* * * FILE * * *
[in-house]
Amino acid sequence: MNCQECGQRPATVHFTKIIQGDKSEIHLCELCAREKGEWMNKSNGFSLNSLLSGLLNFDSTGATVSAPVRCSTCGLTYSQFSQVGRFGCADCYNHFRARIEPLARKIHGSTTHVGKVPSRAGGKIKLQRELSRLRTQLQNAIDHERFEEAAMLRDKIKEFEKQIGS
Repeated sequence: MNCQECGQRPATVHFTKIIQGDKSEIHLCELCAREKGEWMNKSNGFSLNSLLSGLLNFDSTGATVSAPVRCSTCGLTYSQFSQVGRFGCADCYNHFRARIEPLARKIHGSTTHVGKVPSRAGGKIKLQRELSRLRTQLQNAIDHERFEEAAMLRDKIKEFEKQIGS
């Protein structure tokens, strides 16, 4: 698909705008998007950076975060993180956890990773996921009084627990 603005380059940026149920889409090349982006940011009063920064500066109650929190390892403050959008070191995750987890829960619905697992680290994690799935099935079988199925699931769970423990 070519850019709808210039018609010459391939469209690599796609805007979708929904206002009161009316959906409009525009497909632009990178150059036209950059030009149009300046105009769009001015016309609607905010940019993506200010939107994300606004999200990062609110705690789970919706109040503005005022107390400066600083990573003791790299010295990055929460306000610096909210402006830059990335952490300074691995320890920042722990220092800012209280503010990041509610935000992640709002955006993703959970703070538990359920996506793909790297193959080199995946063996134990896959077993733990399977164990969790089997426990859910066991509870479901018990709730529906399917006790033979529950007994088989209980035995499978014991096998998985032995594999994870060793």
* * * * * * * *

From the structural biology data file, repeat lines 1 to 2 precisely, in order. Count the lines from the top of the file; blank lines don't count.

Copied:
[in-house]
Amino acid sequence: MNCQECGQRPATVHFTKIIQGDKSEIHLCELCAREKGEWMNKSNGFSLNSLLSGLLNFDSTGATVSAPVRCSTCGLTYSQFSQVGRFGCADCYNHFRARIEPLARKIHGSTTHVGKVPSRAGGKIKLQRELSRLRTQLQNAIDHERFEEAAMLRDKIKEFEKQIGS